Case of Avian Influenza in U.K. Hobbyist

01/07/2022

A person owning a backyard flock of ducks infected with H5N1 avian influenza has been diagnosed with avian influenza. The 79 year old male patient, aptly named Brian Gosling was hospitalized with respiratory symptoms. Investigations yielded an H5 serotype that is currently undergoing characterization but presumably will be confirmed as H5N1. According to relatives he had more than 20 ducks inside his home, more in his yard and fed free-ranging waterfowl in his village. The infected birds, many showing signs of AI  infection were collected and disposed of.

 

Professor Mike Tildesley of the University of Warwick stated, "human infections with H5N1 are really rare with fewer than one thousand worldwide since 2003 and they almost always occur as a result of direct, long-term contact with poultry".  He added, "there has never been any evidence of sustained human-to-human transmission of H5N1 so at present I would not consider this to be a significant public health risk".  This opinion was supported by Professor Paul Wigley of the University of Liverpool who stated, "while avian influenza has the potential to be transmitted from poultry to humans, it is very rare and as in this case is usually due to close contact with infected birds".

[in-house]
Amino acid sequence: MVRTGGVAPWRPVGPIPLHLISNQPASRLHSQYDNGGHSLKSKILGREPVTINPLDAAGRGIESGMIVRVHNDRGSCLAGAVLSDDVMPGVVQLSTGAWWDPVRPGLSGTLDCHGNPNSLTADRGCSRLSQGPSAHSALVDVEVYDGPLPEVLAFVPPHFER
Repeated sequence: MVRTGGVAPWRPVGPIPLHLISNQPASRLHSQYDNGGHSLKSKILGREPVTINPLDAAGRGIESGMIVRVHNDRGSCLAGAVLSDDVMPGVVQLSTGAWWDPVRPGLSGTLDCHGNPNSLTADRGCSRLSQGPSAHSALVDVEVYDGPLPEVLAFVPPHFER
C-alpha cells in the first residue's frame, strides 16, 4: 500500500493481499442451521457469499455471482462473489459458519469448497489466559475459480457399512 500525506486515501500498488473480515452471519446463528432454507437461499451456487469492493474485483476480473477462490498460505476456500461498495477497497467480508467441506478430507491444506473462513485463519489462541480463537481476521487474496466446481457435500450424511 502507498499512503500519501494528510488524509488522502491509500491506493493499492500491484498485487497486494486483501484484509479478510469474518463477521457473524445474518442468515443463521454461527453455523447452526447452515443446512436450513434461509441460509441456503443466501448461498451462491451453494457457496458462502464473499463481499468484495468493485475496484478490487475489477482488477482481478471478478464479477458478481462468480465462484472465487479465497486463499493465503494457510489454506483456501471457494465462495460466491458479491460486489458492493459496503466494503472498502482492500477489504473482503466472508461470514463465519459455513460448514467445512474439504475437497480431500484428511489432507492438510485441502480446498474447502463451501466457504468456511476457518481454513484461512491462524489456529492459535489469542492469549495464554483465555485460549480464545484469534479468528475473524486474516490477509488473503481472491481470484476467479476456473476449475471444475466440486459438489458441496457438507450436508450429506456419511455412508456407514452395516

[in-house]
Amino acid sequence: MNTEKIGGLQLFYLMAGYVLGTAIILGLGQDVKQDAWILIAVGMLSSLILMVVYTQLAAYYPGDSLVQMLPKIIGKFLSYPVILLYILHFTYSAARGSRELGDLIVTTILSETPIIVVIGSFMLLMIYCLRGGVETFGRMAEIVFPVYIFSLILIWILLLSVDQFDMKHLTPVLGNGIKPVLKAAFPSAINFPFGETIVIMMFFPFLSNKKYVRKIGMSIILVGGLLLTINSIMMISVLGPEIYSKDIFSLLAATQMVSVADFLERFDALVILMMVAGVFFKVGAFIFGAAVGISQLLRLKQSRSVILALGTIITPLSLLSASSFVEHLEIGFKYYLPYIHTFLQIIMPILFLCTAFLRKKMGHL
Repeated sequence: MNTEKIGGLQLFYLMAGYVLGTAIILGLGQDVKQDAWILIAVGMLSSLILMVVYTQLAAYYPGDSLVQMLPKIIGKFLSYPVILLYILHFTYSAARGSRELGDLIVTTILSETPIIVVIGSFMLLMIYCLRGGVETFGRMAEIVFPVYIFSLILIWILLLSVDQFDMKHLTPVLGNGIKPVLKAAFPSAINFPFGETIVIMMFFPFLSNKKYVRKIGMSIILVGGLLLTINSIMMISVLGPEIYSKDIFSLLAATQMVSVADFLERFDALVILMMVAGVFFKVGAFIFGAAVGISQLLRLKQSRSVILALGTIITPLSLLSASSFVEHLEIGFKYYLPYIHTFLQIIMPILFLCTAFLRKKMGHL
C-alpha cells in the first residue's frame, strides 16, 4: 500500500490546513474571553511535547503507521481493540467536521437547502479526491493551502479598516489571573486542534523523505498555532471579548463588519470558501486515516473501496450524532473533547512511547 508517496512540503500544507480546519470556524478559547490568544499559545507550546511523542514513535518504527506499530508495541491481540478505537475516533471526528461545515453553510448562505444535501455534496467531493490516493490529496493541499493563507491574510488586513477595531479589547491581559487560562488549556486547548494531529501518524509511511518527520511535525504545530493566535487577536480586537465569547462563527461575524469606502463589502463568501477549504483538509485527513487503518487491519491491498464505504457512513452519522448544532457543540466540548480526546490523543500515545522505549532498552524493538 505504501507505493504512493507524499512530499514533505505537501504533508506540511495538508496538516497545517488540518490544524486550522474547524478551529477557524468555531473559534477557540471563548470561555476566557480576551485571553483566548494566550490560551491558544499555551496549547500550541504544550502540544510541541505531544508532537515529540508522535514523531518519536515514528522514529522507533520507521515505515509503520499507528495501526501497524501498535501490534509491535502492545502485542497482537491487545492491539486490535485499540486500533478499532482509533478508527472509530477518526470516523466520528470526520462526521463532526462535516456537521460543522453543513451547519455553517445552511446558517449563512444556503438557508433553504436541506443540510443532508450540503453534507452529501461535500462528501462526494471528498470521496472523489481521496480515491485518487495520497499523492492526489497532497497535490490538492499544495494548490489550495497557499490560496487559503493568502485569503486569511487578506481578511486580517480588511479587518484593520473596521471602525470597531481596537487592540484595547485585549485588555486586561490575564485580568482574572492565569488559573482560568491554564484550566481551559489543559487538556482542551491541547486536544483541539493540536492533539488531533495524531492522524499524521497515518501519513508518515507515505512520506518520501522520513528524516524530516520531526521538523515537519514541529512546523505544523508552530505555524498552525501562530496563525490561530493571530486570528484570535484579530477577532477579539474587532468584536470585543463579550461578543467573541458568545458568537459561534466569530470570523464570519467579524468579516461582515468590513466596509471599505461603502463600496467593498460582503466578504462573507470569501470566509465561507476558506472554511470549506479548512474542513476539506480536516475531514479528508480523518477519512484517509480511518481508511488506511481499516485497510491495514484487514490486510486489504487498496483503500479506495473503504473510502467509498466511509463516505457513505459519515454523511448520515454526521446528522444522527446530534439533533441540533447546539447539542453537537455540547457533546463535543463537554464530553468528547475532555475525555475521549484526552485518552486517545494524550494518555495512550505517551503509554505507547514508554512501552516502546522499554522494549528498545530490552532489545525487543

In 2003 a 57-year old Veterinarian in the Netherlands died of pneumonia shortly after working with a flock of chickens infected with H5 strain avian influenza. The same virus was isolated from lung aspirate obtained from the decedent.

 

The moderator for the ProMed Mail posting noted that twenty cases of influenza H5N1 were reported in 2006 from Azerbaijan and twelve cases from Turkey.  Since this time no human cases of H5N1 have been confirmed in the European Region as recognized by the World Health Organization, despite intensive surveillance in the presence of extensive outbreaks.

 

The case involving Mr. Gosling should be viewed in the context of the Early Warning and Response System and International Health Regulations that determine that human infections with H5N1 are notifiable in accordance with E.U. regulations.






































































































































































































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